Johanna Faust, a mixed race Jew, prefers to publish pseudonymously. She is committed: to preventing war, ecological disaster, and nuclear apocalypse; to keeping information available and free; and to not only fighting for personal privacy, but, by representing herself as a soldier in that fight, to exhorting others to do the same. All these efforts find representation on her blog "ah, Mephistophelis," so named after the last line of Chirstopher Marlowe's in his famous Dr. Faustus, which, as some would have it, successfully flouted the censor for a time. A female Faust, she is a poet, always.

The New And Alarming Developments At Fukushima Dai-ichi Explained Clearly And Carefully

What is really interesting to me in the following is the slow and deliberate way the Gundersens are speaking.  Reminds me of the admonition, in Nuclear War Survival Skills (skip to the end for a copy), to if not build your shelter then at least make yourself thoroughly familiar with the instructions before the missiles are locked onto an inexorable rendezvous with targets near you.  (Not that anyplace is sufficiently far).  

Should you have failed to do so, you are told in no uncertain terms to take the instructions into a room where you can be alone, and read them out loud to yourself...

In the latest videographical blessing released by Fairewinds, I am reminded of that wise advice.  Cresson H. Kearny's tactic for increasing comprehension is especially valuable during those times where intense freaking out, though appropriate, is nonetheless as ineffective as ever.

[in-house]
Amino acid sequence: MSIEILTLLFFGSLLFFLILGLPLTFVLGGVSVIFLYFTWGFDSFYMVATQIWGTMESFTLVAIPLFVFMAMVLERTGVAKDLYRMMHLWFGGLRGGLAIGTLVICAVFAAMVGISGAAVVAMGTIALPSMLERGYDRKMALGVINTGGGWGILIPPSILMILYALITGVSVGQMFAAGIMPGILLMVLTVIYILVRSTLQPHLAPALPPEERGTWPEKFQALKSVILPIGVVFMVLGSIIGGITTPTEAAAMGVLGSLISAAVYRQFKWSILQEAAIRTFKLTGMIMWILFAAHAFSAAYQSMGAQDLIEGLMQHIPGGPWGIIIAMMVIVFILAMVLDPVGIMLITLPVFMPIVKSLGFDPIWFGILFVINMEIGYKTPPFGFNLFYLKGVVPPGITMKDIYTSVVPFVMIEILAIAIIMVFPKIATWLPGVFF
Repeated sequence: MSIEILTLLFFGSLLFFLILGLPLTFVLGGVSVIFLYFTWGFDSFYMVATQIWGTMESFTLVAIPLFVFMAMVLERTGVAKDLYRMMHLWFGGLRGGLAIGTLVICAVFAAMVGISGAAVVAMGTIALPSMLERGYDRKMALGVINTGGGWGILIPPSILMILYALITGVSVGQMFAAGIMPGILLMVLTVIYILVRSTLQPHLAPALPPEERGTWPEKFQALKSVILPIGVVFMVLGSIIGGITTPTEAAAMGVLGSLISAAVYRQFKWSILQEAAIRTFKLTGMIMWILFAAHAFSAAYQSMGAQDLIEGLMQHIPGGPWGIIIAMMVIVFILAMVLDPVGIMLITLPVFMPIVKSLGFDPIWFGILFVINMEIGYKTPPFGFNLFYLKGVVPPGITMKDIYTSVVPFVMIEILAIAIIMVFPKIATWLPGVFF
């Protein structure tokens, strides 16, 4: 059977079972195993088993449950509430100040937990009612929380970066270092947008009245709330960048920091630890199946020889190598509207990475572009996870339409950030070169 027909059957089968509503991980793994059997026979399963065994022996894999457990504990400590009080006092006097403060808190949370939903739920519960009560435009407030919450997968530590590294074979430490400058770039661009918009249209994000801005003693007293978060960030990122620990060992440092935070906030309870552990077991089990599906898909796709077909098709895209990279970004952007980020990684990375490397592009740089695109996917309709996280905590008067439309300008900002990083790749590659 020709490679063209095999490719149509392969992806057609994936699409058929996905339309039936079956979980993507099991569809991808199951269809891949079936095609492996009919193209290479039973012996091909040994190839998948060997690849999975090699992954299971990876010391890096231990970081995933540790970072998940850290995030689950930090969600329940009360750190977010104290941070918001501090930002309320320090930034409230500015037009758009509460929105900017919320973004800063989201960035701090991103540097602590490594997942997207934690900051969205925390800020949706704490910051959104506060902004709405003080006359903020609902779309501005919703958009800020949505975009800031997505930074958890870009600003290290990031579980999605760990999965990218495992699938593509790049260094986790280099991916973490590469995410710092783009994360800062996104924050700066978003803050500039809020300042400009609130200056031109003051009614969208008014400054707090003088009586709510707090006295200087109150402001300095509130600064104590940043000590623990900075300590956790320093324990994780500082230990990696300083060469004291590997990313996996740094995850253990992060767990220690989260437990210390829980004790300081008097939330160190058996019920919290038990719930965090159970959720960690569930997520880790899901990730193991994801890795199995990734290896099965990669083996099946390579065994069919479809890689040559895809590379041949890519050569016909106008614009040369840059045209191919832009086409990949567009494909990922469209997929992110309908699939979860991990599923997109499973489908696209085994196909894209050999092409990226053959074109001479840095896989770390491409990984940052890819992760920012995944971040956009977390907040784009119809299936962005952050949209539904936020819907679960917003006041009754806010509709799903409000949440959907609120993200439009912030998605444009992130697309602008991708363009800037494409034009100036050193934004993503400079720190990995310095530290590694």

As part of a presentation in Kansai, Japan on May 12th 2012, Maggie and Arnie Gundersen of Fairewinds Energy Education answered specific questions asked by symposium organizers regarding the condition of the spent fuel pool at Fukushima Daiichi Unit 4. Fairewinds analyzes the explosion at Fukushima Daiichi Unit 3. Also, Arnie discusses what the future may hold for Japan if it chooses a path without nuclear power.

Oh and here are those instructions -- really is worth it to at least skim.  One never knows -- or perhaps I should say, one should engage in useful rational activities to forestall unnecessary freaking out.

Thanks to

Keep your wits about you.

Be seeing you.

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